10 releases (5 stable)

3.0.2 Oct 1, 2023
3.0.0-beta0 Aug 16, 2023
2.0.1 Jul 13, 2023
2.0.0 Mar 14, 2023
0.16.0 Jun 11, 2022

#108 in Audio

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Used in 2 crates




An open source wakeword spotter forged in rust.


The aim of this project is to detect specific wakewords in a live audio stream.

Rustpotter allows two detection methods, both based on using the mel frequency cepstral coefficients (mfccs) of the audio, exposed as the two kind of wakewords:

  • Wakeword References: When using this kind of wakeword rustpotter does the detection by measuring the similarity of the live stream audio mfccs with the mfccs of the records used to build the wakeword reference, using the dynamic time warping algorithm. Creating a functional wakeword reference requires 3 to 8 wav records. Computation increases based on the number of records used to create the wakeword reference. It has less accuracy than a wakeword model trained with enough data.

  • Wakeword Models: When using these files rustpotter will pass the live stream audio mfccs to a classification neural network and rely on its predictions to do the detections. Training a functional wakeword model requires a training and testing sets of wav records which need to be tagged (contains [label] in its file name, where 'label' is the tag the network should predict for that audio segment) or untagged (equivalent to contain [none] on the filename). The size of the wakeword model is based on the model type you choose, and the audio duration it was trained on (which is defined by the max audio duration found on the training set). When trained with enough data, all models types offer a pretty good experience (very low missing or false detections).


You can use rustpotter on several platforms through different programming interfaces.

  • rustpotter-cli: Use Rustpotter on the command line. (pre-build binaries for Window, macOs and Linux)
  • rustpotter-java: Use Rustpotter on Java. (Available on Maven with support for Window, macOs and Linux)
  • rustpotter-worklet: Use Rustpotter in the browser as a Web Audio API processor node.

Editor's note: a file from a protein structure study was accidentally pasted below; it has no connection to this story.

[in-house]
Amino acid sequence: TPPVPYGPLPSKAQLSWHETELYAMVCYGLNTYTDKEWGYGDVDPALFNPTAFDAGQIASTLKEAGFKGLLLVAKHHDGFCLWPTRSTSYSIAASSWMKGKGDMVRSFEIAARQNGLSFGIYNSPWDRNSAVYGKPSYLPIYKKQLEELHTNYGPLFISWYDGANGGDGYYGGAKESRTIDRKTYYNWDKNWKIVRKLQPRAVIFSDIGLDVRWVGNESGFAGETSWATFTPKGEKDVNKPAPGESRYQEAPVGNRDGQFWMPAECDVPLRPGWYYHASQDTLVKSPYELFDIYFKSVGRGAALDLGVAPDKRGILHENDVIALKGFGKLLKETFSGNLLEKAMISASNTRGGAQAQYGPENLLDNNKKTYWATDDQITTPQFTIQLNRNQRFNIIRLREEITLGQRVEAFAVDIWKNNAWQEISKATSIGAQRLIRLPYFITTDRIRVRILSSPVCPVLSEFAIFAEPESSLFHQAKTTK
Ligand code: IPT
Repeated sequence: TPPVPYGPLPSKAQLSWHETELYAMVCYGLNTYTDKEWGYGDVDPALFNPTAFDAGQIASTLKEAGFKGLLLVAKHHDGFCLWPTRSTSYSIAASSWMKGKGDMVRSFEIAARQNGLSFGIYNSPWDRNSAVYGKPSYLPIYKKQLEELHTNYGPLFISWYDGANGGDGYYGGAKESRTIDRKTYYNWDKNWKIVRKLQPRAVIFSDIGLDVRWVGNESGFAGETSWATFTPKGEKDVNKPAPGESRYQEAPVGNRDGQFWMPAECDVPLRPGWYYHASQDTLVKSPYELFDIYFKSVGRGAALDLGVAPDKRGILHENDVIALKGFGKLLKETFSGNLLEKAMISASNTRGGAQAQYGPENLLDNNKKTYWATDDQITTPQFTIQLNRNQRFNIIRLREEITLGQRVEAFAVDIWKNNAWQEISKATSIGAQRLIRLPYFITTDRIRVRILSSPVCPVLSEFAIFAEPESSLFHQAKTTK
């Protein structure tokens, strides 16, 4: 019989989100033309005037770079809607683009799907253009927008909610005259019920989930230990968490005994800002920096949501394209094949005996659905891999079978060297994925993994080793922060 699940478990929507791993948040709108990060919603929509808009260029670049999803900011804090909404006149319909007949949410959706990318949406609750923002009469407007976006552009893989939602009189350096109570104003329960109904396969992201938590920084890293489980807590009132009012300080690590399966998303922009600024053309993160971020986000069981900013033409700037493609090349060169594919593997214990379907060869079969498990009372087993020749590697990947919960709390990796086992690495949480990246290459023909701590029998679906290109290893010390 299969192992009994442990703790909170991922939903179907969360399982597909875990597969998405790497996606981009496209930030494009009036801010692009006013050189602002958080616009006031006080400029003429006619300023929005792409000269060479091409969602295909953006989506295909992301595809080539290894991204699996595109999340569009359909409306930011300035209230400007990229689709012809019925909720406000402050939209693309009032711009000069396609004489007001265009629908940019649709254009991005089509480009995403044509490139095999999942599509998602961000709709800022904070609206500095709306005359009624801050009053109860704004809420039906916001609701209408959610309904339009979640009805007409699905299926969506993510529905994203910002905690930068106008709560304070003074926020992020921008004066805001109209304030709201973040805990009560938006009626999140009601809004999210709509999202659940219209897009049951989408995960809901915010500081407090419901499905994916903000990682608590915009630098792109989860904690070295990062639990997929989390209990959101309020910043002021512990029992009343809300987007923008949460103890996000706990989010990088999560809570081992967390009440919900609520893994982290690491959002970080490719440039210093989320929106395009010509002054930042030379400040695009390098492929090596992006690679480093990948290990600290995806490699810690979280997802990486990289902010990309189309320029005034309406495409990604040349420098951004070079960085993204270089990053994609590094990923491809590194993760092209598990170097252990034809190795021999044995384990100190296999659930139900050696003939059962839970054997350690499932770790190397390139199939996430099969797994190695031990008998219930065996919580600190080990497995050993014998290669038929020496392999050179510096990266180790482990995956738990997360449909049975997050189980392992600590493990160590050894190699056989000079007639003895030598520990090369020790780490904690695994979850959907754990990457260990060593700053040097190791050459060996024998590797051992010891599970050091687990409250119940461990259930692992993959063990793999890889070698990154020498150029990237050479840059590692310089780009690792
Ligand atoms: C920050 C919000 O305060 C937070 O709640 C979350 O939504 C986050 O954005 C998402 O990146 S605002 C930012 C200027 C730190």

Audio Format Support

Rustpotter works internally in PCM 32bit float mono audio at 16000Hz.

It handles pcm audio at any sample rate, only uses the first channel data and support following sample encodings:

  • PCM signed int samples of 8, 16 or 32 bits.
  • PCM float samples of 32 bits.

For creating the wakeword files you can use wav records matching the supported format, the audio format is read from the wav header.

On detection time the library consumes raw data, the available audio format options need to be configured correctly.

Detection Mechanism Overview

Rustpotter process the audio data and keeps a window of mfccs vectors (can be seen as a matrix of mfccs) that grows until the length needed by the loaded wakewords.

The input length requested by Rustpotter varies depending on the audio format, it's equivalent to 30ms of audio. Internally, it generates a vector of mfccs for each 10ms of audio, meaning the audio window is updated 3 times each time you call the process method.

From the moment the window has enough size, Rustpotter starts scoring the window on each update in order to find a successful detection (score is over the defined threshold).

A detection is considered a partial detection (not emitted) until n more updates are processed (half of the length of the feature window). If in the meantime a detection with a higher score is found, it replaces the current partial detection, and this countdown is reset.

The Score

The score is a numeric value in range 0 - 1 that represents the accuracy of the detection.

When using a wakeword model the score represents the inverse similarity between the predicted label and the prediction for the none label.

When using a wakeword reference the score represents the aggregated similarity against the mfccs of each of the records used on creations. Calculated in base to the score mode option.

Score Mode

When using a wakeword reference rustpotter needs to unify the scores against the mfccs of each of the records used on creations.

You can configure how this is done using the score_mode option. The following modes are available:

  • Avg: Use the averaged value (mean).
  • Max: Use the maximum value.
  • Median: Use the median. Equivalent to P50.
  • P25, P50, P75, P80, P90, P95: Use the indicated percentile value. Linear interpolation between the values is used on non-exact matches.

The Averaged Score

Another numeric value in range 0 - 1 calculated on detection.

When using a wakeword reference the average threshold represents the similarity of the current audio mfccs against a single mfccs matrix generated by averaging the mfccs of the records used on creations. The averaged threshold can be used to reduce cpu usage as it aborts the detection when the averaged score is not enough.